Contrast those comments to Trump’s stunning remarks after the Singapore summit. “When I came in, people thought we were probably going to war with North Korea. If we did, millions of people would have been killed.” He went even further, saying, “the U.S. must pursue a chance to avert nuclear conflict at all costs.” With these words, Trump went from being a callous warmonger into an unlikely hero for peace in the eyes of many South Koreans. Of course, this could change at any time. For now, however, the South Korean public is deeply grateful to Trump for his peacemaking attitude and his determination to resolve the North Korean nuclear issue through dialogue and negotiation.
A PROMISING PATH TO PEACE
My colleague’s characterization of North Korea as the winner of the summit seems misleading. In a war there are losers and winners but in diplomacy there are rarely black-and-white outcomes. Rather than keeping score, the goal is to find acceptable compromises for both sides. Although there might be differences in relative gains, diplomatic negotiation usually entails an imperfect win-win outcome. That was the case with the Singapore summit. The United States was assured that North Korea is committed to complete denuclearization, while the North was assured of a new relationship with the United States and a security guarantee. South Korea was also a beneficiary of the summit, because the Singapore declaration explicitly reaffirmed the April 2018 Panmunjom Declaration between Seoul and Pyongyang regarding denuclearization and the building of a peace regime. So, too, was China a winner, because its proposal for a “double suspension” of both North Korea’s nuclear and missile activities and U.S. military exercises with South Korea, and the dual-track approach to denuclearization and a peace regime, were all reflected in the signed statement and post-summit announcements. In short, there were no losers in Singapore, which is quite an accomplishment.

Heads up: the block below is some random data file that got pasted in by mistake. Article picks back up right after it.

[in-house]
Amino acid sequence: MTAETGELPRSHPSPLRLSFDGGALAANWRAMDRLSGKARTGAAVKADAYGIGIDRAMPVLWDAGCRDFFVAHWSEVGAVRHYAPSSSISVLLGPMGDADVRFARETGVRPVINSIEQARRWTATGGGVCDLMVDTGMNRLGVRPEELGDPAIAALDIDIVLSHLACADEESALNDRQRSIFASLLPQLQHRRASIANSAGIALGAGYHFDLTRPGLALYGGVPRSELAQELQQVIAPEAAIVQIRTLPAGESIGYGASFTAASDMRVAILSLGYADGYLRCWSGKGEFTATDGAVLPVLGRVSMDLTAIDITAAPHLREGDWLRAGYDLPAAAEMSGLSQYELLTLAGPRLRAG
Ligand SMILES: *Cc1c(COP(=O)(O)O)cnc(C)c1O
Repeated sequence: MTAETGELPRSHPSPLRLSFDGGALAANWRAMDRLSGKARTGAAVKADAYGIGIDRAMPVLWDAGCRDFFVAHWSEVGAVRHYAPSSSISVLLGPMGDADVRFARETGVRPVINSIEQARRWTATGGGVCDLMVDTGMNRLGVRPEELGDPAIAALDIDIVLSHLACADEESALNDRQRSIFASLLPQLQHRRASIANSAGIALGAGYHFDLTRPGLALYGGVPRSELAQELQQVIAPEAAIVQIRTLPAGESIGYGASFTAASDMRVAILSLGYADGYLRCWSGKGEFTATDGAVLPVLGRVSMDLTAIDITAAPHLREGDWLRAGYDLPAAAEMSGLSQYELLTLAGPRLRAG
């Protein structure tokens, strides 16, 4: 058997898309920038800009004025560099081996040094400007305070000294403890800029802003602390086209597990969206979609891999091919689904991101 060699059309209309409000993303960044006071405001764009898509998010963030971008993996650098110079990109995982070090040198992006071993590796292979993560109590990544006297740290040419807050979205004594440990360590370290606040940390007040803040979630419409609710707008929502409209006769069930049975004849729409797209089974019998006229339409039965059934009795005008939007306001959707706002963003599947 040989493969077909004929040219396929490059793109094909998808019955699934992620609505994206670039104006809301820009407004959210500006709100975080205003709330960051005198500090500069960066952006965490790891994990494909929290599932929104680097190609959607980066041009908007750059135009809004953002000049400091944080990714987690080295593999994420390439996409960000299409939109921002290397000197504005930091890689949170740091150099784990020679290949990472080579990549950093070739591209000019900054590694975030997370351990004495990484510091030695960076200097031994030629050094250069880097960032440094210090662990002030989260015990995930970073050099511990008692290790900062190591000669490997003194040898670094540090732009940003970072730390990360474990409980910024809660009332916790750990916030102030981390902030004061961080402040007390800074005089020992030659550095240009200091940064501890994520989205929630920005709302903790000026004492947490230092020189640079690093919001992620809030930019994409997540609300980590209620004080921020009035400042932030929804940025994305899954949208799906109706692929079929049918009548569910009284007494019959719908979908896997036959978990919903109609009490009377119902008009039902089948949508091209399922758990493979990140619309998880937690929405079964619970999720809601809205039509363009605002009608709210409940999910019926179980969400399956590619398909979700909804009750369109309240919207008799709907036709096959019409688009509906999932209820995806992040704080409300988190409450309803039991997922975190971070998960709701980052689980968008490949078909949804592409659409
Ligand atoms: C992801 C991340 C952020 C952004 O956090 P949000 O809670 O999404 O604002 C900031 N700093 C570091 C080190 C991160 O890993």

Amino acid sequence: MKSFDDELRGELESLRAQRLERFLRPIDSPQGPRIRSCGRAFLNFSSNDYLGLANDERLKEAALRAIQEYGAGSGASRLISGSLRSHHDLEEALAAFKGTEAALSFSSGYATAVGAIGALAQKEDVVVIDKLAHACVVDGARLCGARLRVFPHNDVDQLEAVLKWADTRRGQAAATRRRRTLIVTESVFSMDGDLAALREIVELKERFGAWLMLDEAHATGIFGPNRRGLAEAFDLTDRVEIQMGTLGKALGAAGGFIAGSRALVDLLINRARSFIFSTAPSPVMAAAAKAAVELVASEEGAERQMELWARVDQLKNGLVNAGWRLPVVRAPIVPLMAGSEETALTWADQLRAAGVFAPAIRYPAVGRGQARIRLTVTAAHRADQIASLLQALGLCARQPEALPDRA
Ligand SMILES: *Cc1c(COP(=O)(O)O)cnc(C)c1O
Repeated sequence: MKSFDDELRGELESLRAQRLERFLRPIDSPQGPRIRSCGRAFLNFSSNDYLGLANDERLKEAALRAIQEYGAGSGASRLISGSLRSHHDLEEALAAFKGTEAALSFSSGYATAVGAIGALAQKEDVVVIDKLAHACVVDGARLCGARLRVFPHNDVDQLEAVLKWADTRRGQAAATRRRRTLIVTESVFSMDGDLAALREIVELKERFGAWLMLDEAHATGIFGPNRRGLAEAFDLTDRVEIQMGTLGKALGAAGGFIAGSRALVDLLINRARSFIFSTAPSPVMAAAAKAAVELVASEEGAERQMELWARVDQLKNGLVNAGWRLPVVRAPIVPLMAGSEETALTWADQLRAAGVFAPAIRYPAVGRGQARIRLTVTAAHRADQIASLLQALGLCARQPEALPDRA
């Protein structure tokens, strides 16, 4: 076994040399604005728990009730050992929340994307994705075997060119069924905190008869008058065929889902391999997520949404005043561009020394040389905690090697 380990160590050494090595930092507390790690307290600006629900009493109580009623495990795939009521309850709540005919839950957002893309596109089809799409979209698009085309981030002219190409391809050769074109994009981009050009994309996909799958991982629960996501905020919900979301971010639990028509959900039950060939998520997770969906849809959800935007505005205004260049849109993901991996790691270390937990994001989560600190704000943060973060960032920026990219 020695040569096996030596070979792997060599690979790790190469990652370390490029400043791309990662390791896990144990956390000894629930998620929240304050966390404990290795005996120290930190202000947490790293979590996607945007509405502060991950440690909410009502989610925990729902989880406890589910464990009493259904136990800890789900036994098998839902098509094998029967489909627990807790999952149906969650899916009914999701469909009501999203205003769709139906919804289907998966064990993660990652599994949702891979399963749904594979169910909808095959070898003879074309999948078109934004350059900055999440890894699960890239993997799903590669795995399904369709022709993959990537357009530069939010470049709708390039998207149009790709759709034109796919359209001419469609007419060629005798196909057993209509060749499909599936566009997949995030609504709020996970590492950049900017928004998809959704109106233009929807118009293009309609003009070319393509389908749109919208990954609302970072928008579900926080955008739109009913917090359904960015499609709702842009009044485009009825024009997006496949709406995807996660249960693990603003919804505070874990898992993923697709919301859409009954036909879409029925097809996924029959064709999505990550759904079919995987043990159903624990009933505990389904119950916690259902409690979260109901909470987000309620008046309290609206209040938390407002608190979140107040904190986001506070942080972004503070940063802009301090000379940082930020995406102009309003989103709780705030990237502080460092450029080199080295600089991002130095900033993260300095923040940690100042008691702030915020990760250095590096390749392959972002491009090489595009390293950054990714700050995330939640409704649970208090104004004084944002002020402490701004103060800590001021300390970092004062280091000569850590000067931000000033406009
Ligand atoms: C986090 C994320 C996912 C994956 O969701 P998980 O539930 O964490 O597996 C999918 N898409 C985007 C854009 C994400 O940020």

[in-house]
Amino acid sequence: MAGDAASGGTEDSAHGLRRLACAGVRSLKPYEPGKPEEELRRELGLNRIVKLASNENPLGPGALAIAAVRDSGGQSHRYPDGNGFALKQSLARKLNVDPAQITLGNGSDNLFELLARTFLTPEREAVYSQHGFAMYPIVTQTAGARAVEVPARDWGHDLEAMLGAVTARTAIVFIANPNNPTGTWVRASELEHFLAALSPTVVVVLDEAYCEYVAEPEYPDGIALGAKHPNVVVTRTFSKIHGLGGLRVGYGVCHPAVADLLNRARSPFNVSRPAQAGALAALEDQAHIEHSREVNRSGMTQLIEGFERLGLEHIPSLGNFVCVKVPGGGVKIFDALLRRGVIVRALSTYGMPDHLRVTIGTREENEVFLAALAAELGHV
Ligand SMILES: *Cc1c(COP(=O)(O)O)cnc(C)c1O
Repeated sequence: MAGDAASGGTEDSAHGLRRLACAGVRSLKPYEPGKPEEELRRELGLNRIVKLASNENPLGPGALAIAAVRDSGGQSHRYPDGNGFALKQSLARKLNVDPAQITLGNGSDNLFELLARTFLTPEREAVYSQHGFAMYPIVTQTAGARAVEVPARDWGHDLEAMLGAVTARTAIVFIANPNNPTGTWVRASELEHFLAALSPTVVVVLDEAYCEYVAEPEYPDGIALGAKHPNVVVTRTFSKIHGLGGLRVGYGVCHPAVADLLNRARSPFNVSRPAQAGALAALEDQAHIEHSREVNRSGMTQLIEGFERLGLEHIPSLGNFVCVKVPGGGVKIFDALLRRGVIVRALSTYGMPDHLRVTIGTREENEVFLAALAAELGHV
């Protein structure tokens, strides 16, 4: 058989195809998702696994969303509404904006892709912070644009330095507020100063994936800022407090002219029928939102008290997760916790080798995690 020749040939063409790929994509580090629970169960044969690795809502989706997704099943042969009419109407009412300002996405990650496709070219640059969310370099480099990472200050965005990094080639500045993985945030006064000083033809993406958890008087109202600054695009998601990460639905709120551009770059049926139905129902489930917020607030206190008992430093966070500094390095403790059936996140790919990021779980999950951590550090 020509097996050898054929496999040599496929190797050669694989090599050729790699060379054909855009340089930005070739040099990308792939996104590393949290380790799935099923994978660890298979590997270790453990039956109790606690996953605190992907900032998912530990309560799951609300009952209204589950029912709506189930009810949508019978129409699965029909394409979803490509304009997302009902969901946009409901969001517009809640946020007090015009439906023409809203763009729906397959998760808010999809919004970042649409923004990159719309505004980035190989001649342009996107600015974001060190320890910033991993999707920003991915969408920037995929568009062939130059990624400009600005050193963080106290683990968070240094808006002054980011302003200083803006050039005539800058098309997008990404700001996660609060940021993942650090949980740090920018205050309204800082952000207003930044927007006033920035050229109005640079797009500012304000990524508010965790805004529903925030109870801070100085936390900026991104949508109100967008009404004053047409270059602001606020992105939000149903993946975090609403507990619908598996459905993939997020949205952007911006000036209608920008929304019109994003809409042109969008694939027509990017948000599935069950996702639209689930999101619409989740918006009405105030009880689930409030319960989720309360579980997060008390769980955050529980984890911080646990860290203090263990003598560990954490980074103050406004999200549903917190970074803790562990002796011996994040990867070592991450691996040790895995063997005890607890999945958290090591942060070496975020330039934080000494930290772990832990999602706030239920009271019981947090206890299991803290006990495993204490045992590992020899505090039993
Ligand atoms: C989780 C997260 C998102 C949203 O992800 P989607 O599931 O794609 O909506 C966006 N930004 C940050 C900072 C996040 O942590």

Although there might be differences in relative gains, diplomatic negotiation usually entails an imperfect win-win outcome. That was the case with the Singapore summit.